“Gods of Manhattan”

“Gods of Manhattan” by Scott Mebus

I’m on a crusade to read more ‘fantasy’ books that appeal to guys as well as girls. “Gods of Manhattan” is one. I had seen it recommended to readers who like the Percy Jackson and the Olympians series—that would be me! So I read “Gods.” While I found it much choppier than the Percy Jackson books—and sometimes lacking explanation for the hierarchy of the spirit world—it is a fast, fun book.

Thirteen-year-old Rory Hennessy, who doesn’t believe in magic, acts as a ‘volunteer’ for a magician who performs true magic at Rory’s sister’s ninth birthday party. Suddenly, much that appears to be magic comes to light. Rory sees weird stuff—a cockroach riding a rat, a Munsee Indian who appears to have come from an earlier century. How can this be?

Rory discovers that he is a “Light”—someone mortal who can see into the spirit world of Manhattan—known as ‘Mannahatta’ in the novel. Real historical folks from New York are alive in this spirit world as gods of many, often mundane, things. You could impress your teachers with a book report that mentions Peter Stuyvesant, John Jacob Astor, Walt Whitman, Alexander Hamilton, Horace Greeley, Babe Ruth, Zelda Fitzgerald and Dorothy Parker.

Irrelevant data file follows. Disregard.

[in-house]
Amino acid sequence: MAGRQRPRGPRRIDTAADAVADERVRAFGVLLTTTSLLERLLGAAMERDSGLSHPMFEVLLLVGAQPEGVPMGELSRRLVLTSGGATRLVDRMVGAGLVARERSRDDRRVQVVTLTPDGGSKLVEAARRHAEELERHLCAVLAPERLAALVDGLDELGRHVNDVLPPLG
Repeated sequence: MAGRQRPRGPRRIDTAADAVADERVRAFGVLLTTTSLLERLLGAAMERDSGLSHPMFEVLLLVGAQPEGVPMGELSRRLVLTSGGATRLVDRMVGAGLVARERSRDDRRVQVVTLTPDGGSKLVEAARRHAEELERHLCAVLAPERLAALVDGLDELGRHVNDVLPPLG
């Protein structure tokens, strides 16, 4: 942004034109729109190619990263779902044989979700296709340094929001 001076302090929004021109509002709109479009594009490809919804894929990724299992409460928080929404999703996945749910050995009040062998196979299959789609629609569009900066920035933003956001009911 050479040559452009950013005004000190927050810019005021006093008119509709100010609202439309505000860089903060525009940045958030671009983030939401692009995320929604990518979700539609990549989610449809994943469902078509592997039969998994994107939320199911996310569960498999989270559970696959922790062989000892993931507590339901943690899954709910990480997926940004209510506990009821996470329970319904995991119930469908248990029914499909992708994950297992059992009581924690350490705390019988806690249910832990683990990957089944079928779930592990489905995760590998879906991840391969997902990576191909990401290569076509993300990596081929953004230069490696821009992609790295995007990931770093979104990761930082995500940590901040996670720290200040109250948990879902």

Basically the spirit world is in trouble and it’s up to Rory to help save Manhattan. There’s a murderer on the loose—one that is killing gods. A second problem is that the Munsee Indian spirits are locked in Central Park and cannot escape the curse that keeps them there. Rory wishes to free them. And he and his sister Bridget (who is a pretty tough little kid) have many cool adventures while trying.

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About Victoria Waddle

I'm a high school librarian, formerly an English teacher. I love to read and my mission is to connect people with the right books. To that end, I read widely--from the hi-lo for reluctant high school readers to the literary adult novel for the bibliophile.
This entry was posted in Adventure Stories, Fable/Fairy Tale/Fantasy, Fiction, Young Adult Literature. Bookmark the permalink.

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